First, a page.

I was diagnosed with Testicular Cancer in 2011 at the age of 33, and thought my life was over. This is my story of life as a young adult cancer survivor.
At 7 years out, I'm very lucky and blessed that I don't really have to think about cancer too much anymore. There's no reason that I have to, and I don't. Testicular Cancer is a cancer that you fight like hell and either beat completely within a few months or a year, or it very quickly takes you with it, and I’m still here. My cancer fight seems like ancient history at this point - a tiny spec in the rear view mirror, and life has moved on.
The burden of cancer might not ever go away, but you can turn it into a force for good in your life and your world. I live the rich, full, and complete life that I do because of the burden of cancer that drives me. I would not have my life any other way today.
As a newly minted 40 year old young adult cancer survivor, I've spent much of my 30's heavily engaged with testicular cancer advocacy, but there's other things I've aspired to do in my arc through life. If my life before cancer was my first act, and my life after cancer from the ages of 33 to 39 has been a second, then let this new decade of my 40's become my third. A new era in my life begins today.
I have 4 draft Facebook page posts, and a half dozen draft blogs on my website just trying to capture all of the thoughts running through my head, and I've finally gotten a handle on what's been going on with this crazy Scorpio mind of mine, as I approach 40 as a young adult cancer survivor. As I approach this huge milestone, I'm remembering all of those times that I was so spooked and convinced that this day would never come and missing out on so many life experiences, but at the same time I'm also remembering how I made it through those times, how I overcame it all, and all of the amazing people that I found or who found me along the way that were able to help me in this journey, and such deep love and gratitude that I feel for so many.
Six years after my cancer fight, I still GRIEVE the loss of my life as I once knew it sometimes, thinking that everything would always be okay, that my family would always be healthy, and friends that I truly love and care about will always be around. I want to believe that, but know it's just now how things work. Why do I get so sappy and emotional? Because I love you, and I want you to know that now, today, because I know that you might not be around tomorrow, or maybe I'm the one that might not be around.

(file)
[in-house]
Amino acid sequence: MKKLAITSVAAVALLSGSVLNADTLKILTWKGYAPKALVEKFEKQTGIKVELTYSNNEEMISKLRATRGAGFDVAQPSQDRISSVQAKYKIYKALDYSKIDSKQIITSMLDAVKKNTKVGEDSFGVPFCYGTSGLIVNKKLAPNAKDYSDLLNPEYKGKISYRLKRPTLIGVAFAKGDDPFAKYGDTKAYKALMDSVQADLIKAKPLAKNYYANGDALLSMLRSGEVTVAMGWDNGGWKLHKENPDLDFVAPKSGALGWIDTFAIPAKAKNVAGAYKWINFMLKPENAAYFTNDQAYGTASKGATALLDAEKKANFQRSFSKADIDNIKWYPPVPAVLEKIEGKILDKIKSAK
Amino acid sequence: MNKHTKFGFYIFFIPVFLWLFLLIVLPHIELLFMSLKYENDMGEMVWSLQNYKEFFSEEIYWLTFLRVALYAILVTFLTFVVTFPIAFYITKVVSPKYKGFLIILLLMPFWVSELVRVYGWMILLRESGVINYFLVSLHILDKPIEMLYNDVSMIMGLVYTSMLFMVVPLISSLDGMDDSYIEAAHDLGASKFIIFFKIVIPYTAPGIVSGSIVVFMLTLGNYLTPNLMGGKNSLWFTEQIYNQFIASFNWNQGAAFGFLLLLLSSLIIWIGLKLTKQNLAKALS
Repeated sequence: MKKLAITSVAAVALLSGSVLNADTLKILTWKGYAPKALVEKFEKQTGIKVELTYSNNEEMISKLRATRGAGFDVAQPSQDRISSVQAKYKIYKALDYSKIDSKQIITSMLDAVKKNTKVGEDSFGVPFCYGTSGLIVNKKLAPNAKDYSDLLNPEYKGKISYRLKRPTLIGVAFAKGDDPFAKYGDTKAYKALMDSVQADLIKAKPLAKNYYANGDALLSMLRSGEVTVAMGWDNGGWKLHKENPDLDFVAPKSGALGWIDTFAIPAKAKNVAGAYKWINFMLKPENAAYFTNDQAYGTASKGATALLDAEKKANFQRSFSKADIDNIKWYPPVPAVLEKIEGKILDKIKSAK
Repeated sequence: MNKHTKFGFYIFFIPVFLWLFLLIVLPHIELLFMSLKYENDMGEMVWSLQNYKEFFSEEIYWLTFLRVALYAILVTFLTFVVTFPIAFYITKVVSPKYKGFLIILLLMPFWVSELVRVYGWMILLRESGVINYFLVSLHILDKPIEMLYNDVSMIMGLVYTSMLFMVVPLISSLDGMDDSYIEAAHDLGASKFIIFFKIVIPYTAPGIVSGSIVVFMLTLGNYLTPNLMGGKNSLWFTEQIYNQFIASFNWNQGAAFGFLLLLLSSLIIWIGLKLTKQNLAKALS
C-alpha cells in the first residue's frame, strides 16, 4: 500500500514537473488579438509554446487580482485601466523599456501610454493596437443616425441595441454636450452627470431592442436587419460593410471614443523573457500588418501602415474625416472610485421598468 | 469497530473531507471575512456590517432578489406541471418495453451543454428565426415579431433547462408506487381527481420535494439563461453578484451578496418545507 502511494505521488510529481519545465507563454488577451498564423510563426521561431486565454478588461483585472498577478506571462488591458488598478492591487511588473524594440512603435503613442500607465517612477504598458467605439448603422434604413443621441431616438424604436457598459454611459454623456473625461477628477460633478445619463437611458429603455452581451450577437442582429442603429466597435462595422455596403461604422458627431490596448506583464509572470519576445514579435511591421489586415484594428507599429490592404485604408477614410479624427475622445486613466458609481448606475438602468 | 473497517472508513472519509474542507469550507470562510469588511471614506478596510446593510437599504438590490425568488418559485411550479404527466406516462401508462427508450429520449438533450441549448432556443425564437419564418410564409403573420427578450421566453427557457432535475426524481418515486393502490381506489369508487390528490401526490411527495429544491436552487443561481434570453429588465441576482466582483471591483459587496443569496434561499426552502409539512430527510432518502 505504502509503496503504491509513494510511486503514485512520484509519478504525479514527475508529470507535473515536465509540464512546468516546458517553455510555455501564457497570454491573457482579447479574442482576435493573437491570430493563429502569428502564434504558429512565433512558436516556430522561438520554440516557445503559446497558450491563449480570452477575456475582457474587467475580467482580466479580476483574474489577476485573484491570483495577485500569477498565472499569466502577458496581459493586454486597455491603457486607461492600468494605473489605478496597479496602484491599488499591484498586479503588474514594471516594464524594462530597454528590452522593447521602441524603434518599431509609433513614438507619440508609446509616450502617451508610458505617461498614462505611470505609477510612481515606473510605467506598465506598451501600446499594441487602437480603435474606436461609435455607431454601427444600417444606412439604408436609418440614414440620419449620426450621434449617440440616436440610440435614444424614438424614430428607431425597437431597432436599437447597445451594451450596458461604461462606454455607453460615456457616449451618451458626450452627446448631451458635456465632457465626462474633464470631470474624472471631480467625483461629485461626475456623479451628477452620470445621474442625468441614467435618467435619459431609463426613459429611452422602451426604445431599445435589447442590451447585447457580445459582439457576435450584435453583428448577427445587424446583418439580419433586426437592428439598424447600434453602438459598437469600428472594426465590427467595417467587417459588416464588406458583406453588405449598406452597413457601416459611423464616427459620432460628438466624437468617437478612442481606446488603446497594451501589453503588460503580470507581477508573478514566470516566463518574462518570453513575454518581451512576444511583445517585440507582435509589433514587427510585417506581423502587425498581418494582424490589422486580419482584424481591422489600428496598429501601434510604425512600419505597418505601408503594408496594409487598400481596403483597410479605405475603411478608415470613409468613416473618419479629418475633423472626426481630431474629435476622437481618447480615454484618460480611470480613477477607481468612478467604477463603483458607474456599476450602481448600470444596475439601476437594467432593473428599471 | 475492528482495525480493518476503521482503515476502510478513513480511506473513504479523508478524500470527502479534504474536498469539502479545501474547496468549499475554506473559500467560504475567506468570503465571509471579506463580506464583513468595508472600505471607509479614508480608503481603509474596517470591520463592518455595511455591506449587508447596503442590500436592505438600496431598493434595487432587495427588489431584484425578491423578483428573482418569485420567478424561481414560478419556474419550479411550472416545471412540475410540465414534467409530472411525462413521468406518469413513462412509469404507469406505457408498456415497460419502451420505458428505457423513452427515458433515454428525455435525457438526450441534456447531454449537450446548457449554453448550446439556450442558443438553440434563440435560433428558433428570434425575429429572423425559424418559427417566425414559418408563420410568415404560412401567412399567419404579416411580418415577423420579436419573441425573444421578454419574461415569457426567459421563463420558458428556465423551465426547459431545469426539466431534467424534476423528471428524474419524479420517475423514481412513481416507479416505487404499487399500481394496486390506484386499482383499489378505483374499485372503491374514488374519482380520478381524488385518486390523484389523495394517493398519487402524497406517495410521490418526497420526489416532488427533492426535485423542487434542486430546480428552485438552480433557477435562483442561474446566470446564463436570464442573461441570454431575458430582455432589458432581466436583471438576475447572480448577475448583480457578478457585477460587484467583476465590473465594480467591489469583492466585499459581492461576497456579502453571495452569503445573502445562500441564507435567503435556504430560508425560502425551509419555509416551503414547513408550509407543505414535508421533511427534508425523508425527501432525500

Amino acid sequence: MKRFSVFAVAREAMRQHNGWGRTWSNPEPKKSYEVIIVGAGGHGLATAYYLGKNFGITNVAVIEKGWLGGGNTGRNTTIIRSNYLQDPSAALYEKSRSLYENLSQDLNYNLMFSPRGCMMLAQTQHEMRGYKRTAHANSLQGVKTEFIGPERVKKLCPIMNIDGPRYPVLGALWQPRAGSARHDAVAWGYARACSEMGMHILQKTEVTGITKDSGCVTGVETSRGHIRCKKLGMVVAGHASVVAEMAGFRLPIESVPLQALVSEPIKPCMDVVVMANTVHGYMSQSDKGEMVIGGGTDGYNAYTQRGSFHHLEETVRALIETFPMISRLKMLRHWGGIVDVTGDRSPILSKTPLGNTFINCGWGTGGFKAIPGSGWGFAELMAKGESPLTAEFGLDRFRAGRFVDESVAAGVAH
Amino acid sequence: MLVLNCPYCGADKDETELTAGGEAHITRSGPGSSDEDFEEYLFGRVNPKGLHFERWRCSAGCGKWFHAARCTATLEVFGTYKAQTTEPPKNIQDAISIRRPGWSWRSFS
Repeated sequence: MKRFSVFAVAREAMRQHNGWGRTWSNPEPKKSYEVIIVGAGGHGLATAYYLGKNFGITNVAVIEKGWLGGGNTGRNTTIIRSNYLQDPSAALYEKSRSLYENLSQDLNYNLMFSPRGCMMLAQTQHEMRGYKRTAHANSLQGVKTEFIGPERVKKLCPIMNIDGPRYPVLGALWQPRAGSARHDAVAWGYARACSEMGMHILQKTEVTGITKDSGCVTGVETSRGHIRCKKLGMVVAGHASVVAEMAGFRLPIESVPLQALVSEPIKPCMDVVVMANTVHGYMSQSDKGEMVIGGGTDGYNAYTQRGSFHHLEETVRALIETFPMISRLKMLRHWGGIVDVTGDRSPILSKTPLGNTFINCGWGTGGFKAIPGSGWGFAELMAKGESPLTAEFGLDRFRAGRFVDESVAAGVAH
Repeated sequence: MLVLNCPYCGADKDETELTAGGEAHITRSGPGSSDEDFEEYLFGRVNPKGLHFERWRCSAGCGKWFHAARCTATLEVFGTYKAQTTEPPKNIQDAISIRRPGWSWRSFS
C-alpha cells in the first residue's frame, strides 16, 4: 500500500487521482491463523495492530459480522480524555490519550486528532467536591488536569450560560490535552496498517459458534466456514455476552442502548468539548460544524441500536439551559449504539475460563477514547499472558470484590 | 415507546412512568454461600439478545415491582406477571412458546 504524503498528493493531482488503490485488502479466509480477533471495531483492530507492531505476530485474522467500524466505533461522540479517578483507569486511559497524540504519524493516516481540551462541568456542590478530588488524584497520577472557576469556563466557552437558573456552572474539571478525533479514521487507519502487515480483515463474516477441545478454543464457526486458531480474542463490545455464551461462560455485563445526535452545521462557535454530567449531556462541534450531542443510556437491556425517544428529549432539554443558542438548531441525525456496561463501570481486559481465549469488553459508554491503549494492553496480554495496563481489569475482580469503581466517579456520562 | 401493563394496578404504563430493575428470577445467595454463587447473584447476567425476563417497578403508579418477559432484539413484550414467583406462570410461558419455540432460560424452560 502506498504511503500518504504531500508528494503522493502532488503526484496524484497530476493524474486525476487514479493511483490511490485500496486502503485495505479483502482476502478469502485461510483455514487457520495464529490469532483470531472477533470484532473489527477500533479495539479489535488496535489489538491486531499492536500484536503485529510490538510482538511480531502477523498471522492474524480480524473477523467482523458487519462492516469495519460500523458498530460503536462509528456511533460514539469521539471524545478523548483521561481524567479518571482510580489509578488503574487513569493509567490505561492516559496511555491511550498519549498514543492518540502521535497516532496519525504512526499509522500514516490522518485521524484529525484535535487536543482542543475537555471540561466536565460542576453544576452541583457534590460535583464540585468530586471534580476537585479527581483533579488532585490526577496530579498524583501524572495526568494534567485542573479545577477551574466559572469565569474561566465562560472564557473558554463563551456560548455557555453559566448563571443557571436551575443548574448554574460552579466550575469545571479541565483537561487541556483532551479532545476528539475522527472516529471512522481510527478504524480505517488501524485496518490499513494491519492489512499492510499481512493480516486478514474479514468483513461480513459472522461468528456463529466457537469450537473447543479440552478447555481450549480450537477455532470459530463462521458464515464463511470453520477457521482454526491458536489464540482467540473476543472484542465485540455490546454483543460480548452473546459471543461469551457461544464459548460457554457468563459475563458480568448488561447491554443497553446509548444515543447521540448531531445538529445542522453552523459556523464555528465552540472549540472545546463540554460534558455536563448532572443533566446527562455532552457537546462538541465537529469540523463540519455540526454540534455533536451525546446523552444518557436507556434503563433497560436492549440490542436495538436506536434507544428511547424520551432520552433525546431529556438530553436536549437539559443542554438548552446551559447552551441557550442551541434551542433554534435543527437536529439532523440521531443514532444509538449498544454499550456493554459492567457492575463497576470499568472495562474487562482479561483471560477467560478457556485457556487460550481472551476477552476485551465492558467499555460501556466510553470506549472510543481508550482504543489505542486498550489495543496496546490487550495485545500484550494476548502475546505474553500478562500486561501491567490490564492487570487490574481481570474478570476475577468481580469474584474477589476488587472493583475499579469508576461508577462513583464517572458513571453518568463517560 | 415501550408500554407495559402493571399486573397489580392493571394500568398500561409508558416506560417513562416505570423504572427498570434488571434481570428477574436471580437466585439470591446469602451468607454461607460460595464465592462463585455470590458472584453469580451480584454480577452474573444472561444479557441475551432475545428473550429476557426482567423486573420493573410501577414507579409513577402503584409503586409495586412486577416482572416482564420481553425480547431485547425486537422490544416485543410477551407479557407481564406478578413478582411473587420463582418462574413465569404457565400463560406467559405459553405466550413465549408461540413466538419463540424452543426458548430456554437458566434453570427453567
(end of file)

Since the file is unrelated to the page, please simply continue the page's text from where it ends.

One day I was reading my friend's website, and my jaw hit the floor when I read a post about grief. It was the first time I'd ever seen a "grief chart." I had no idea there even was such a thing, and I could easily identify myself at every single step of this big curve as a cancer survivor. I had been writing and sharing in my cancer journey for a few years at this point, and it had never occurred to me even once that this entire process and all that I was going through, was all really one massive grief curve.
Today marks my last two days of chemotherapy for testicular cancer, six years ago. Why do I mark the last two days, and not the last day? Because I distinctly remember just how scared out of my mind I was, worrying that the chemotherapy hadn't done its job, and that I'd have to go through these months of misery all over again, possibly without a healthy exit.
So don’t let it spoil your future.
Is it October 10th already? Yes it is! When we heard from Amy Lane at Fox Creek Farm that our puppy had been born on October 10th, we knew it was fate and that we were meant to have him, because October 10th (ten-ten) is also National Taiwan Day every year, and we’re a Taiwanese family.
Nothing in my life makes any sense, yet here I am trying to make sense of it all, in a world where people think they can see one thing about me in one moment of my life, and know me better than I do. We’ve never been more connected yet more disconnected at the same time, and the world is becoming more and more neurotic. Why?
It's that time of year again! Today was Katie's first day of 6th grade and middle school, and it was William's first day of 4th grade. They both had good and uneventful first days of school, and we celebrated with our traditional Cheesecake Factory dinner. :)
Last year we were too exhausted from moving to enjoy any fireworks, but this year we had a great time! The city fireworks where we live our right in the park in our neighborhood, so we can just walk about a mile for a really nice show.
It only took a few months due to all of the rain, but we finally managed to have our annual summer kickoff color party on July 4th, 2018!
Well, it was a little past peak, but the annual DC Cherry Blossom Festival was actually today, and the weather was drop dead gorgeous also, so we dragged our butts out of bed at 6:30am and were on the road by 7:00am sharp to get down into town to take it all in!
Here in the Washington, D.C. area, we only get an air show every other year at Andrews Air Force Base (Joint Base Andrews) due to DoD budget cuts, which makes the biennial Andrews Air Show a must-see event. This year I went with just my son, and it was an amazing day!
This website is about my 5 month fight against testicular cancer, and my 5 year journey back to life in the survivorship years that followed. From aggressive surveillance schedules, recurrence scares and scanxiety, experiencing the loss of friends and having survivors guilt, periods of depression and post-traumatic stress, and the many physical and emotional struggles that I've faced, to finally thriving today.
This is my journey, these are my stories, this is how I live,
and all that I've learned along the way.